My family does a chili cook off every football season and I’m looking for a winning recipe. What goes into a blue-ribbon bowl of Texas chili?
From, Bean Brother
As luck would have it, my family has a chili recipe that has been winning blue ribbons since the hottest wheels in town were attached to wagons. In fact, I think I’ve got a copy of the recipe around here. I just know I could find it if you give me a second to look. Wait, I just heard something. Did you hear that, Bean Brother? That loud, creaky, crunch? I’ll be darned, I think that was the sound of my great grandfather rolling over in his grave.
I don’t want to dilute the truth with a bunch of broth so I’m just going to give it to you straight: No Texan in their right mind is going to just hand over a winning chili recipe. I’m all for brotherly love. Neighbors helping neighbors. And I happen to believe community building is the best use of human life-saving energy since the rodeo clown joined the circuit. But just giving somebody a chili recipe seems awfully close to just giving an 18-year-old kid the keys to a brand-new mansion. Everything seems slick right up until that point in life when you realize it isn’t about what you get at the end of the road. That all along those darn coffee mugs were telling the truth: it’s what you learn along the way.
But maybe coffee cup wisdom isn’t your thing, Bean Brother? If that’s the case, I get it. I tend to lean toward embroidery pillow messaging myself. So let’s attack it a different way. If you were to ask 100 different Texans what goes into a great pot of chili, you’d probably get (and this is just a ballpark) 100 different answers. A pot that wins in Harlingen may not take home the gold in Wimberly. Maybe in Lubbock people prefer more heat than they do in Plano. If you go around asking people’s opinions, and then attempt to actually cater to all those, you’re only going to end up with one outcome: mediocrity.
I recommend that instead of asking others for guidance, get your hands in the mix yourself. Invite your own taste buds to the party. Chop up onion. Experiment with different chili peppers. Pour a tall glass of tea and have a sit-down with yourself to ascertain how you feel about the holy grail of Texas chili debates: to bean or not to bean.
There was a time when people had one certain way to make chili. But there was also a time when they thought wind power would never come to Texas. And that they needed to blame every property tax increase on Californians. Now almost all of that has changed! The future is yours for the taking. Please don’t doubt it just because the saying is often found on a mug.
Also, spoiler alert, even if you end up with the very best pot of chili this side of the Pecos, there’s still a real chance your family may not like it. Keep in mind this has nothing to do with the chef you are today and everything to do with how you once blew up the microwave trying to make a bowl of mac ‘n cheese. Family never forgets. But there are a whole bunch of other people out there you can impress—starting with yourself.
Every Halloween when I was growing up, my father would drive us by haunted houses in the older part of town. This year I’m missing the tradition. Do you know if Waco has any good ones?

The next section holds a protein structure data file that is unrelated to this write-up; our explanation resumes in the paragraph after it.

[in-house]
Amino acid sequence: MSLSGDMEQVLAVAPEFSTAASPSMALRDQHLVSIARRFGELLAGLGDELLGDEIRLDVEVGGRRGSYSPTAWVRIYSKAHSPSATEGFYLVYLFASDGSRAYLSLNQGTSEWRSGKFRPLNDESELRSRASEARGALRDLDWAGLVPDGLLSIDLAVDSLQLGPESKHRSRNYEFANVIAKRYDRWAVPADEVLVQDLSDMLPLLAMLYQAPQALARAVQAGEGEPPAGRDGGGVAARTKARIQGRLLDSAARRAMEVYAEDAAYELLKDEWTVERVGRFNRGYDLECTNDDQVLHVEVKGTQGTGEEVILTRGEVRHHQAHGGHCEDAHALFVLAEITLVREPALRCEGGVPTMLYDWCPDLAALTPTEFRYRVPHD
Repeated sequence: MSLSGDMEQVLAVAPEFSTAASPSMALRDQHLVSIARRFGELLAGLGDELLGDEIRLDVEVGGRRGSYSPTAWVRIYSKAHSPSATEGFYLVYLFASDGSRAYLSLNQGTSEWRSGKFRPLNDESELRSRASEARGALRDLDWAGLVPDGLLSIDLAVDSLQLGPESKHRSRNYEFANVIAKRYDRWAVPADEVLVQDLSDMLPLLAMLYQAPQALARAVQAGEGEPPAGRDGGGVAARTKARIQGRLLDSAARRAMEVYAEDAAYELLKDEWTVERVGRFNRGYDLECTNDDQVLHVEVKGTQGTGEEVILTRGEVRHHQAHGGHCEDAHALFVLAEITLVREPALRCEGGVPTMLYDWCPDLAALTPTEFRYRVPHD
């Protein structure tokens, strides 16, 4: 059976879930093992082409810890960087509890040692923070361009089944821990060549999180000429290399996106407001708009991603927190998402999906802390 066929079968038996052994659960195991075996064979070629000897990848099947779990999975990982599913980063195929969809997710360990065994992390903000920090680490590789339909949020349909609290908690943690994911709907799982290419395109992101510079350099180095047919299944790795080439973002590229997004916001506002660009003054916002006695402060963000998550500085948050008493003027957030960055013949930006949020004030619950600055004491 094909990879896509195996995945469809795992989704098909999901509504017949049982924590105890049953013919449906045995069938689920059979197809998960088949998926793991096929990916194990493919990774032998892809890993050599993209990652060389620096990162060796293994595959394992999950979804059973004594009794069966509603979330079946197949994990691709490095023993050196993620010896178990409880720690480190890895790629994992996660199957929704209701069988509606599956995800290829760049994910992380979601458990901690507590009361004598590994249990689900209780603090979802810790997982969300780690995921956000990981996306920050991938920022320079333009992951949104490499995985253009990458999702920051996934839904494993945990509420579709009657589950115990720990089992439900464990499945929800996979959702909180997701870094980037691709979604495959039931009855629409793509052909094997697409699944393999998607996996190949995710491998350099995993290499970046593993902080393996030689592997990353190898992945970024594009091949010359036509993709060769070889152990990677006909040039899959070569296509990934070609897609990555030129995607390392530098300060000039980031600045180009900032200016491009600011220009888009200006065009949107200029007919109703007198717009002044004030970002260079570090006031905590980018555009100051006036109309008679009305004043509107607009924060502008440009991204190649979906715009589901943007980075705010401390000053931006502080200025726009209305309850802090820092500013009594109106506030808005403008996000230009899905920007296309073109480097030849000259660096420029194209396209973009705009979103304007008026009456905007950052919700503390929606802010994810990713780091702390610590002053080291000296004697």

From, Looking to Get Spooked
Out in the piney woods of East Texas there’s a two-mile rambling road that’s always getting patched but never rides smooth, by three o’clock on a summer day it is hotter than a devil’s pimple, and it just so happens to connect my grandmother’s house with a small convenience store that sells ice-cold slushies. When I was a wee little boots visiting my grandma in the summer, she would fire up her golf cart so we could sojourn down that road and buy ourselves a couple of cherry slushies. As an adult I have sometimes found myself in a situation where I hear the engine of a rickety old golf cart roar to life, and in that moment something in my chest roars to life too. I understand the desire to return to those childhood roads, even if only for an afternoon, to feel so carefree and cared for again.
Sadly though, I know not which roads to steer you toward. Around the time I began visiting my grandma in the summer, I also went on my first camping trip where I heard my very first ghost story.
Now this camping trip happened not far from the Houston suburbs and we were likely still a hop, skip and a jump away from The Gap. Nothing spooky was going to happen. But I was young and didn’t yet understand the consolation that could come from a power-fleece-lined jacket. So when one of the adults started talking ghouls and ghosts, I got as scared as I’d ever been in my short life.
By the time I crawled in my sleeping bag, I was one fly fart away from a meltdown. With my heart pounding away, I realized it was decision time. I could spend my life waiting to see if a ghost was about to blow through the door. Or if every creak in the floor or cold gust of wind meant I was not truly alone. Alternately, I could not believe in ghosts. Let floor creaks be creaks, the wind be weather, and spend my life worrying about things like whether I needed a power-fleece lined jacket in the shade of olive.
I chose the latter. And because that puts haunted houses out of my wheelhouse, my answer to you is: “I bet Waco does have some good ones.” Please imagine my hand supportively on your shoulder as you use our worst friend, Google, to locate people in the area that might steer you toward them.
Happiest of hunts, but more importantly, happy trails on your sweet ride down memory lane. I’ll be with you in spirit. But if the floor gets creaky, it ain’t me.